Kinda weird question about Right Speech

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  • hbh
    Member
    • May 2012
    • 11

    Kinda weird question about Right Speech

    I will preface this by saying I don't have children so this isn't terribly applicable to me right now. This is more of a theoretical question, I guess.

    With the Five Precepts, one vows to abstain from false speech. The Noble Eightfold Path teaches of Right Speech as well. So....what about telling children of Santa, the Tooth Fairy and whatnot. I know these fall under the common category of "white lies" the sort of thing we sweep under the rug while telling ourselves nobody got hurt. But a lie is a lie.

    Is there a gray area within the teachings on Right Speech or should one abstain from all untruths....even the itty bitty ones. :lol:
  • Jundo
    Treeleaf Founder and Priest
    • Apr 2006
    • 39074

    #2
    Re: Kinda weird question about Right Speech

    Originally posted by hbhippo
    I will preface this by saying I don't have children so this isn't terribly applicable to me right now. This is more of a theoretical question, I guess.

    With the Five Precepts, one vows to abstain from false speech. The Noble Eightfold Path teaches of Right Speech as well. So....what about telling children of Santa, the Tooth Fairy and whatnot. I know these fall under the common category of "white lies" the sort of thing we sweep under the rug while telling ourselves nobody got hurt. But a lie is a lie.

    Is there a gray area within the teachings on Right Speech or should one abstain from all untruths....even the itty bitty ones. :lol:
    Hi,

    Well, Buddha kind of "truthfully-fibbed" all the time, except he called it "skill in means" (Upaya). The Buddha gave several good examples in the Lotus Sutra, in the Parable of the Fire ...

    An old, wise man returns from his travels to his large and crumbling mansion to find that it is on fire and his many sons are trapped inside. He tells them the situation and calls on them to come out, but they do not understand what the statement "the house is on fire" means, and they are absorbed with their playthings. So the father tells them that he has presents outside: goat carts for some, deer carts for others, and bullock carts for the rest. The children then hurry to come out and ask for the carts, but the father does not have them. Instead, he gives each child an enormous and magnificent cart, of a type far beyond any splendor they could have imagined, drawn by white oxen.... The Buddha explains that the father in the story is himself; the house is samsara, which is subject to decay and death and is on fire with the passions; the children are disciples; the promised carts are the various apparent rewards consequent upon following Buddhist teachings and practices; and the ox carts are true liberation.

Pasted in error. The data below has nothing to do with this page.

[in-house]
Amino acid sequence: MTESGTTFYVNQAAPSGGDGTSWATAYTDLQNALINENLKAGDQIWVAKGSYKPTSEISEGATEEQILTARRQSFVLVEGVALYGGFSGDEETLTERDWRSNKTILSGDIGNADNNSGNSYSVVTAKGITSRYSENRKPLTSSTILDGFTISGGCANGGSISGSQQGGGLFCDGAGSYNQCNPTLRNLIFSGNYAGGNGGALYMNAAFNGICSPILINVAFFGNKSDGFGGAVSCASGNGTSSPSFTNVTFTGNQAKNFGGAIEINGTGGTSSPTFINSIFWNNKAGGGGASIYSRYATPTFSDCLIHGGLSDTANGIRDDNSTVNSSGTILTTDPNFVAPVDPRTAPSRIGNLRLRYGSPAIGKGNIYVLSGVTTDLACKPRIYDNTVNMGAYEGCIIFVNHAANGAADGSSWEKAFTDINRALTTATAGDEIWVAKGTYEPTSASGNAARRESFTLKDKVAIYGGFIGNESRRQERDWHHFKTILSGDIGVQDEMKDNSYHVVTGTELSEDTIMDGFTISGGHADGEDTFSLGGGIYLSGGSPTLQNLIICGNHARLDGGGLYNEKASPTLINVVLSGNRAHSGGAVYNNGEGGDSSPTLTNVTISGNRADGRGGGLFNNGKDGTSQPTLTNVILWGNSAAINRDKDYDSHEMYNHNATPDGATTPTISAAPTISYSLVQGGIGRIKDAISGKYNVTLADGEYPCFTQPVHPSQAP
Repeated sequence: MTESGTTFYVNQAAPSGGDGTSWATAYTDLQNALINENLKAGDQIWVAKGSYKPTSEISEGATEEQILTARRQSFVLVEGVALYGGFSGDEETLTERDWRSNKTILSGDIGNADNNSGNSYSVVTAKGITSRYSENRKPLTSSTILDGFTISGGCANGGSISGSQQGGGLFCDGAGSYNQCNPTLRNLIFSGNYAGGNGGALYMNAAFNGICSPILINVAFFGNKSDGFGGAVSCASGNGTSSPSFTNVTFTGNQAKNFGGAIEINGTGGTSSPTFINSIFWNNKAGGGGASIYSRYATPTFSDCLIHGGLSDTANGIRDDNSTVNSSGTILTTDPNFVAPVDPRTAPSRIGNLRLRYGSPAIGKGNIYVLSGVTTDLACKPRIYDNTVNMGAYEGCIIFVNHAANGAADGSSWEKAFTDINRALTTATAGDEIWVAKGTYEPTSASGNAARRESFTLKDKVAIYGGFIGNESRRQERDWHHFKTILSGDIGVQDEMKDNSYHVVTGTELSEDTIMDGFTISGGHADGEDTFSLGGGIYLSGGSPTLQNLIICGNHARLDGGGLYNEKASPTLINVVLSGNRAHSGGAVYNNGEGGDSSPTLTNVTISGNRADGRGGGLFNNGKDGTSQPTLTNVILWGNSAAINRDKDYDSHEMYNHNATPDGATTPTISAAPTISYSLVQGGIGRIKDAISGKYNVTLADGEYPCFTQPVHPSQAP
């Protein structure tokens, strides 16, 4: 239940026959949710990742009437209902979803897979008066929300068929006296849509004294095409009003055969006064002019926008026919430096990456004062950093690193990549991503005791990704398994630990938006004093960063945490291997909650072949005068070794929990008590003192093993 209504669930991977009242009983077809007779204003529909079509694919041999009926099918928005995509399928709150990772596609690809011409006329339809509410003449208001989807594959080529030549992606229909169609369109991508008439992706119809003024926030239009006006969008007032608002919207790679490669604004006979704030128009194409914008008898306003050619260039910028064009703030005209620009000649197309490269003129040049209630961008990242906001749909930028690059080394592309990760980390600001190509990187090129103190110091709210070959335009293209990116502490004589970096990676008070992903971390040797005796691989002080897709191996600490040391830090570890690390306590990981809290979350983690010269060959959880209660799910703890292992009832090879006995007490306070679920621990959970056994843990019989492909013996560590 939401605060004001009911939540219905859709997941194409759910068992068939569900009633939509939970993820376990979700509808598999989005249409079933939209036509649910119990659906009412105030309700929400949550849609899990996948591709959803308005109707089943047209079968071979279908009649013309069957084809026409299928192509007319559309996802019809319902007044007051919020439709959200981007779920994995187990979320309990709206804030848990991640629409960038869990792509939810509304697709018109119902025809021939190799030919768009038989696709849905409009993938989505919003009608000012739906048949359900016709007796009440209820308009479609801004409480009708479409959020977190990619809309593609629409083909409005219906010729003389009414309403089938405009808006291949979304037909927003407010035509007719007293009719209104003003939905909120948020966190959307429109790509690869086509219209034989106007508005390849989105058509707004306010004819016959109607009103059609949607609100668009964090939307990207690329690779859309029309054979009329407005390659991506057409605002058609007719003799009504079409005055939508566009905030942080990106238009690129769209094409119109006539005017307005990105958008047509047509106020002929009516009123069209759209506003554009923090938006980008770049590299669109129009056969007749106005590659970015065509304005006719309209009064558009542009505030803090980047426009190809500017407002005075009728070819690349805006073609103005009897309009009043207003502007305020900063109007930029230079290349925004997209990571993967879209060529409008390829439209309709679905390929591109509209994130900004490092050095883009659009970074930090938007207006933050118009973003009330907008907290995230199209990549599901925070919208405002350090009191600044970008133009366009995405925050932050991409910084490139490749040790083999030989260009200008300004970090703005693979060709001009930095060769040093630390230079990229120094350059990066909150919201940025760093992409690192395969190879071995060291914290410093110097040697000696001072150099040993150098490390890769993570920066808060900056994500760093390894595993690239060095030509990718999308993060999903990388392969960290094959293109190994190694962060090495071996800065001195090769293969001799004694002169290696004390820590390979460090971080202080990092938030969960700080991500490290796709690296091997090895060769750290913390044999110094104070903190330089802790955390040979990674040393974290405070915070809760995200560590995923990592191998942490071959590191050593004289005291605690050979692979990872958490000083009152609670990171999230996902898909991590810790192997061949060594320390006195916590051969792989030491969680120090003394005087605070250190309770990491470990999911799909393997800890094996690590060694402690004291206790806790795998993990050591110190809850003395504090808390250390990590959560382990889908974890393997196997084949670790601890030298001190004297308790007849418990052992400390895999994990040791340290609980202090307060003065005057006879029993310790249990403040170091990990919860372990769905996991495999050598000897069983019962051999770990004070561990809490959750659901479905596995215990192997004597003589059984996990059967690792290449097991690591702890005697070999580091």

... and the Parable of the Phantom City ...

    A group of people are being led by a knowledgeable guide through a wilderness to a place where, they are told, they will find great treasure. After some time, the group become weary and disheartened and wish to turn back. The guide tells them that, just a short distance ahead, there is a city where they can lodge and refresh themselves. They enter the city, and, when they feel better, the city vanishes. The guide explains that he had created it by magic to satisfy their needs, and, now that it has fulfilled its purpose, he has made it disappear. The treasure, he says, is near, and if they make one more effort, they will find it. We are then told that the guide is the Buddha; the group of people are disciples; the phantom city is Buddhism; and the treasure is the Buddha Nature.